One of Becker’s mentees was Max Lerner, who got to know Becker after he had already taken his doctorate at the Brookings Institute and was working at the Encyclopedia of the Social Sciences as an assistant editor. Lerner’s career was much less tied to the academy than that of some of Becker’s other Jewish advisees—especially Leo Gershoy and Louis Gottschalk—but Becker also gave him and his first wife, Anita (another Brookings Ph.D. with her own considerable intellectual ambitions) frequent counsel about jobs and probably some letters of recommendation.
Becker and Max Lerner were a kind of odd pair, I thought, when I discovered their correspondence. Becker was known as a very reserved man who provoked people intellectually but seldom if ever caused personal irritation. Lerner’s dramatic political stances and ideological shifts, on the other hand, made many enemies all over the spectrum—Murray Rothbard’s splenetic diatribe against him (it begins, “All my life, it seems, I have hated the guts of Max Lerner”) probably marks the high or low point of this rancor—while his ideas were seldom as substantial as Becker’s. So I looked at Lerner’s biography, by Sanford Lakoff, which described men like Becker and Alvin Johnson as an “old goy network” “not only free of prejudice but positively disposed to encourage members of minorities.”
That seems to me to be a little too neat as a historical explanation (although, to be fair, Lakoff in this passage is not really looking to explain why people helped Lerner, just to note that Lerner was helped by gentiles), and further research would need to look closely at individual cases to tease out various motivations for as well as methods of aid and counsel.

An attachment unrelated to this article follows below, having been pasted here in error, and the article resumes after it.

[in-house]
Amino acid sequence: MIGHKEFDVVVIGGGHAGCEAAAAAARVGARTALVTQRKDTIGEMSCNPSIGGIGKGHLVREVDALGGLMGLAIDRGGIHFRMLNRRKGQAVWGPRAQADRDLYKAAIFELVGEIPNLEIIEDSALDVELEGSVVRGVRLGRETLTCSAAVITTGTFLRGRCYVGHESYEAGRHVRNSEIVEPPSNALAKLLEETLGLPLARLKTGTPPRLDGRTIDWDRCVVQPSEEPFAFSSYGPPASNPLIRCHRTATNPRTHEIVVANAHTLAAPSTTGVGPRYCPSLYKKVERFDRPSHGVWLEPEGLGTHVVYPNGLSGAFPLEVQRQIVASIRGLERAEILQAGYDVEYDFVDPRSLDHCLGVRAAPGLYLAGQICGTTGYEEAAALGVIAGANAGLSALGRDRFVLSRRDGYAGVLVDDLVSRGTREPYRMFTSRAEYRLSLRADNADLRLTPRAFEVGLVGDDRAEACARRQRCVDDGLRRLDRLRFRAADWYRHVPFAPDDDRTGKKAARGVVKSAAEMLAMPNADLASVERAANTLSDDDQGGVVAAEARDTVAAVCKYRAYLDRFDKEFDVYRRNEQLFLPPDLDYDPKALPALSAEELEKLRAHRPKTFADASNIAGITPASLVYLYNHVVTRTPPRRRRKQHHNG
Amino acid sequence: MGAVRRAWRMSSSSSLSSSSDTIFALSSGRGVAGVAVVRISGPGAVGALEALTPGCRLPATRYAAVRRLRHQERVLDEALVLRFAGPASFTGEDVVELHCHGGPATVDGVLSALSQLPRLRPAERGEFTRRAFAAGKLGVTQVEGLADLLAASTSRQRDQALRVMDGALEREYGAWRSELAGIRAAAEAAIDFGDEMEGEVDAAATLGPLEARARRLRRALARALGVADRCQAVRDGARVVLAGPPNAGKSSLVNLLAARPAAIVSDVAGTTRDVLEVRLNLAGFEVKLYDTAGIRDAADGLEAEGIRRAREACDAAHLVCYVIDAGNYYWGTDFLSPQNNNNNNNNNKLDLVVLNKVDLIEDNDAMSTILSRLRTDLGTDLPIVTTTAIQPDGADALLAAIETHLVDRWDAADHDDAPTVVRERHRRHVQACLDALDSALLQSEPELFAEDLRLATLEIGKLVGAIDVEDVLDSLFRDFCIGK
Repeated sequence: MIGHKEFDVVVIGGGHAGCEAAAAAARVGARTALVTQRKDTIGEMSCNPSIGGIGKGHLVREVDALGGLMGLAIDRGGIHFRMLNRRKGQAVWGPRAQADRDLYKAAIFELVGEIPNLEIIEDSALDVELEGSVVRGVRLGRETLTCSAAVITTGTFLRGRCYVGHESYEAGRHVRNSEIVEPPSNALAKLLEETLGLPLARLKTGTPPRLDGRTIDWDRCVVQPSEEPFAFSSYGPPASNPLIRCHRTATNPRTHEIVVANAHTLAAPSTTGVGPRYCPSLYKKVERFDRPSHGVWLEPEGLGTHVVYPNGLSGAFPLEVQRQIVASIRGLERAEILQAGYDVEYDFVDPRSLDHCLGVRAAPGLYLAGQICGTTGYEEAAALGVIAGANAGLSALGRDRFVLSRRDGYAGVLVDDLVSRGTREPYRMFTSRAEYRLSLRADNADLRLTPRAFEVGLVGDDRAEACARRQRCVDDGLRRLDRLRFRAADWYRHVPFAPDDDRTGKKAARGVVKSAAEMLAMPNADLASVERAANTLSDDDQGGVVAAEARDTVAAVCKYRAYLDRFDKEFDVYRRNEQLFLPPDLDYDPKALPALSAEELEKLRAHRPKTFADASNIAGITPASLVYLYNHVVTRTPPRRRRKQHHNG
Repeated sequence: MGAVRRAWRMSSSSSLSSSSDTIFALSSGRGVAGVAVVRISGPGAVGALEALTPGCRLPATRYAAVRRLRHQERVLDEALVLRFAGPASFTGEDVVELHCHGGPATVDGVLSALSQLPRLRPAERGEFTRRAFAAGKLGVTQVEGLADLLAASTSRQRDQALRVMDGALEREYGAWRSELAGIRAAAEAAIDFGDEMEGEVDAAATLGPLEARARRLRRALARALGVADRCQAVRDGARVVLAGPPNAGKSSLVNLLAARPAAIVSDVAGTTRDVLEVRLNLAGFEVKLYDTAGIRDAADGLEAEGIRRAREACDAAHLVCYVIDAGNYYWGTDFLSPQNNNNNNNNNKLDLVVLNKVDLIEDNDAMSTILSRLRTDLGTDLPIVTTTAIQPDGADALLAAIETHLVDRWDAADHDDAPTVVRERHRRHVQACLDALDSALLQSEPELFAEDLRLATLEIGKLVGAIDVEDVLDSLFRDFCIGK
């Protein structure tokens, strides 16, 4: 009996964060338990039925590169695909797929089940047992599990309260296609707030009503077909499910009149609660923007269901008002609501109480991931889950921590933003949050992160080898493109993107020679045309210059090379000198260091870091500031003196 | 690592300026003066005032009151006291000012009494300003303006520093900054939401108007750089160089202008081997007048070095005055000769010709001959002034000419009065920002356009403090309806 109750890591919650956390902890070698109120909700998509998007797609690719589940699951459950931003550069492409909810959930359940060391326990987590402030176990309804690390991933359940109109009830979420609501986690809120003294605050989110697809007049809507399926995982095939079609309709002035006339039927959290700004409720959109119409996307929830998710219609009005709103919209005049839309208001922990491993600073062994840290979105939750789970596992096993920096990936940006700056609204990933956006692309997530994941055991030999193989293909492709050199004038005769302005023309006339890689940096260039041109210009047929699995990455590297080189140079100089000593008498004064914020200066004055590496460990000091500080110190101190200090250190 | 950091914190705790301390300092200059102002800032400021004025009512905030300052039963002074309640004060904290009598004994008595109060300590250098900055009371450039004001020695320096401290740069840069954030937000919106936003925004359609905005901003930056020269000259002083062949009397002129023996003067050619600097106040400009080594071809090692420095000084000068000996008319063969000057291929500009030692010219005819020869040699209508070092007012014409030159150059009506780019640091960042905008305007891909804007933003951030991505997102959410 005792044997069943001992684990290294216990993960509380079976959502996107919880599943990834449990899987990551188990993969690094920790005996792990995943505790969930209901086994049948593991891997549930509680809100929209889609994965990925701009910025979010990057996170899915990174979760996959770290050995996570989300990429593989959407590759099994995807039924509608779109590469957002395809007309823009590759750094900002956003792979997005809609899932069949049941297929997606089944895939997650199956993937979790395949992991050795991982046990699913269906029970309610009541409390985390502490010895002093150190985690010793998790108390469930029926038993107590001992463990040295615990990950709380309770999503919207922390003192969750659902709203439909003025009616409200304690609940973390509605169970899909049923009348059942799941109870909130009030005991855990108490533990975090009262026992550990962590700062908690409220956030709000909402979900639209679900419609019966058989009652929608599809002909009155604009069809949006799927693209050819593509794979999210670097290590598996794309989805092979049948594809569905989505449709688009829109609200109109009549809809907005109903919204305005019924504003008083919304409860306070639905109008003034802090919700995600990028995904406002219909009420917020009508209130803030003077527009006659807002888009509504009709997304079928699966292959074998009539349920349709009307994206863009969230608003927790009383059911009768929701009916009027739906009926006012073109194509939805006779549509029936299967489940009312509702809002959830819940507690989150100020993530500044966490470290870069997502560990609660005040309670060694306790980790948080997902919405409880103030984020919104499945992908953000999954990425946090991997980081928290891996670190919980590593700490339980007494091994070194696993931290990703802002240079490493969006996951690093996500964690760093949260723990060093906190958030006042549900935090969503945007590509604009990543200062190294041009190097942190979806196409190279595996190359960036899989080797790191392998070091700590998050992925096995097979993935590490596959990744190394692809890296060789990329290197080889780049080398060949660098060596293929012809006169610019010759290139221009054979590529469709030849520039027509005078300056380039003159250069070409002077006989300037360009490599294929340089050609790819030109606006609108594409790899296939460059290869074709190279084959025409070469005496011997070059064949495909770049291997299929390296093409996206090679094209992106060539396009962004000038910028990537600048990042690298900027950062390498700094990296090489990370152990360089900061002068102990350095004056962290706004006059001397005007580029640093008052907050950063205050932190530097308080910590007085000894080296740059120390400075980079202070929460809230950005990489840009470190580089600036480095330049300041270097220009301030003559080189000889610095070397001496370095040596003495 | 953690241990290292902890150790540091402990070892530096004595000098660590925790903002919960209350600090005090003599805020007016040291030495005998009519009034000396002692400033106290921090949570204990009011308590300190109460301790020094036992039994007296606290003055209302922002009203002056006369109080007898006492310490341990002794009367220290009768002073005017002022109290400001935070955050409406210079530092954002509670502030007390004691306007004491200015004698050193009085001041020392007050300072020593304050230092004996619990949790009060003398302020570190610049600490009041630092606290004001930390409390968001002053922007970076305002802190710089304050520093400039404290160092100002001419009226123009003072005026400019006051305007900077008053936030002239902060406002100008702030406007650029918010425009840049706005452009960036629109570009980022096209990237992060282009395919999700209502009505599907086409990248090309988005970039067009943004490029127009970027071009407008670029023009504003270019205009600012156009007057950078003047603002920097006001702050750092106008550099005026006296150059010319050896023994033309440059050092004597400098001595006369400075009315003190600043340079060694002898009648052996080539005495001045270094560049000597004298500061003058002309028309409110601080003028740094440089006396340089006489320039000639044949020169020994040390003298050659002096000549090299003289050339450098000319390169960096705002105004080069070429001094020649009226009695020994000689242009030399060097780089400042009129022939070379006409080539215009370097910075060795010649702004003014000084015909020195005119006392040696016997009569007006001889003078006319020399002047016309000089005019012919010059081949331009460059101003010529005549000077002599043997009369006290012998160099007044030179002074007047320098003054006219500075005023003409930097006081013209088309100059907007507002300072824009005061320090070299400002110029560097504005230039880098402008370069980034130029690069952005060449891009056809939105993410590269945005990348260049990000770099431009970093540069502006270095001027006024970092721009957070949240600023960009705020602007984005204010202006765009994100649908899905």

Becker, for what it’s worth, seems to have followed a pattern of caring not only very deeply for some of his Jewish students, but for their whole families and, if I can be freely speculative here, may have felt a sort of extended membership in “the tribe.” He frequently wrote letters not only to his students but often to their wives and occasionally to their children. Michael Kammen’s collection of Becker’s letters (titled What Is the Good of History?) contains a number of nonsense poems that Becker wrote for Max Lerner’s daughter Constance—a bizarre choice on strictly scholarly grounds if a revelatory one for psychobiographical ones. Becker also seems to have been misrecognized as a Jew on occasion—he joked with Leo Gershoy in 1931 that he once overheard himself referred to as an example of one of the “very good Jews” in the history profession.
For whatever reason, Becker worked hard for his Jewish students to get them jobs, and in many cases, he and they won out—the AHA now awards an annual prize in Leo Gershoy’s honor, which is a mark of pretty great success. But it was obviously also more than a personal success for Gershoy or for Becker, and their success is a potential model for change within the academy. Especially today, the lesson of academics from different ranks working together against concerted opposition is both inspiring and valuable.
 The work of David Hollinger, especially in Science, Jews, and Secular Culture: Studies in Mid-Twentieth Century American Intellectual History (Princeton: Princeton University Press, 1996) is obviously an indispensable foundation for any further work here.
 I am focusing on Jews and Gentiles here because the cases of African Americans and women are slightly different for two reasons. One, Jews—or, rather, Jewish men—have had far more success assimilating wholly into the mainstream of academic culture; two, as Brown notes, Jews lacked a network of alternative institutions which could provide at least some jobs outside the “establishment”—African Americans had HBCUs and women had women’s colleges. But the point remains that more intensive studies are also needed to study the actual work that went into breaking down hiring barriers for women and African Americans—down to who voted how, if possible.
 Lakoff, Max Lerner: Pilgrim in the Promised Land (Chicago: University of Chicago Press, 1998), 55-56.
 Kammen, ed., What Is the Good of History? (Ithaca: Cornell University Press, 1973), 145.